I did some volunteering work for two weeks last summer at my son’s school. Should I add this to my CV?
I’m often asked about what sort of extra-curricular activities, hobbies and interests should be added to a CV. So, when Sally asked me this week about adding volunteering experience to her CV, I felt we should explore this topic a little more.
I’m a huge believer that if you have something different, valuable, or interesting to add to your CV, then you should absolutely do it. Especially when it comes to including information that could be super useful to the job you’re applying for.
But that’s the point, isn’t it?
How do you decide if something is different, valuable or interesting?
Transferable skills and fascinating facts
One of the questions I always ask my executive CV writing clients is: “what do you do outside of work? What’s your life like when you’re not in the office?”
And, it’s fair to say, I’ve had some fascinating answers to this question. Most people will tell me something that they think isn’t relevant but actually turns out to be the most incredible thing — brilliant transferable skills or fascinating insights into their personality.
Recently, I was working with a client who told me that despite his antics as an adrenaline junkie for more than 20 years, he likens himself to Bruce Willis’ character in Unbreakable. He’s never actually broken a bone in his life. Wow. Not only did that fascinate me, I thought it was a brilliant ice-breaker! I wasn’t working on this client’s CV, but I did prepare his LinkedIn profile. And yes, it made the cut.
I’ve had other clients tell me that they go to the gym a lot or they enjoy socialising with their friends.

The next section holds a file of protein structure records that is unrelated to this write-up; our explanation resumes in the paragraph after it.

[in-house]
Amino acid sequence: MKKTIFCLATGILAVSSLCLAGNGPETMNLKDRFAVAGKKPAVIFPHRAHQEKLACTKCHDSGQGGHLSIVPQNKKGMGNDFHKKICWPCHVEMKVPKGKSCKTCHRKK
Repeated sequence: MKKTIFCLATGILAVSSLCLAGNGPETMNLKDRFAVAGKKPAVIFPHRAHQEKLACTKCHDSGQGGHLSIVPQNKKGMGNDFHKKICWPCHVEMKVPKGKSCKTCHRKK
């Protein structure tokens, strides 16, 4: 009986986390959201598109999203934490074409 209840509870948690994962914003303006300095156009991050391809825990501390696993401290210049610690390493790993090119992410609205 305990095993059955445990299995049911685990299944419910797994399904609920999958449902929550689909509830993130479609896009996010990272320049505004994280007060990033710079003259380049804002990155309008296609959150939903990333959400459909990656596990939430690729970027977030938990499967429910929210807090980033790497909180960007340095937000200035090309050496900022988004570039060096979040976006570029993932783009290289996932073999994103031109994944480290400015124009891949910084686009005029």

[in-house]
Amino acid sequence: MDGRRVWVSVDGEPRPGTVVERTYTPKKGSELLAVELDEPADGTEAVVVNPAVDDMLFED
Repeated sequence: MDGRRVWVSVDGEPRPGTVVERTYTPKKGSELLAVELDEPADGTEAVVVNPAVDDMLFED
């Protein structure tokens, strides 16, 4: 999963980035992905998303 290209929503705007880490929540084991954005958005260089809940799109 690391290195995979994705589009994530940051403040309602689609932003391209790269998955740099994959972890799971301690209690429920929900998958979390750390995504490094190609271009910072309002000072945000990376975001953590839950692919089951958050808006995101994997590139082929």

Does this make the cut? Not so much.
What about ‘reading’ as a hobby on a CV?
Well, that depends. Do you read a lot of sparkly vampire romance novels? I’d probably keep that to yourself.
That being said, I’ve used this on a client CV quite recently. No, not vampire novels. Reading.
This particular client told me he liked to call himself a ‘professional’ reader. He isn’t, of course. He’s an IT Analyst. When questioned further, I found out that he literally consumes books. Inhales them, even. He reads everything he can get his hands on related to economics and politics. There isn’t anything this guy doesn’t know about the history of politics in Britain. In fact, he’s become so known for it in his social circle that he was asked to give professional commentary on a very popular book review blog. He’s never read a fiction book in his life. So yes, this made the cut.
What about being a school governor or a member of the PTA?
Absolutely! Guess what. Right there you’re showing off your ability to discuss and set strategy. You’ve demonstrated your community spirit and great networking ability. Brilliant transferable skills, no matter where you are in your career.
So let’s get back to the original question: Should Sally add her two weeks of volunteering experience to her CV.
Here’s what you need to know about Sally. She’s the HR director of a fairly major retailer in the UK. She’s about to be made redundant after 15 years of service and she wants a career change.
Sally is a strategist, an inspirational people-person and the Queen of employee engagement. In her next role, she wants to work for an organization that means something to her, has a brilliant culture, and gives back to their community.
I advised Sally to add that volunteering experience with pride and back it up with evidence of her contribution. What did her act of kindness mean for her son’s school? What could they do that perhaps they couldn’t have done before Sally’s input?
Turns out, Sally set up, launched and recruited volunteers for a reading club that ran for two weeks during the summer holidays. Fifteen kids aged 4-8 learned to read in the summer of 2018 because of Sally and her small army of volunteers.
Did it make the cut? You bet it did!
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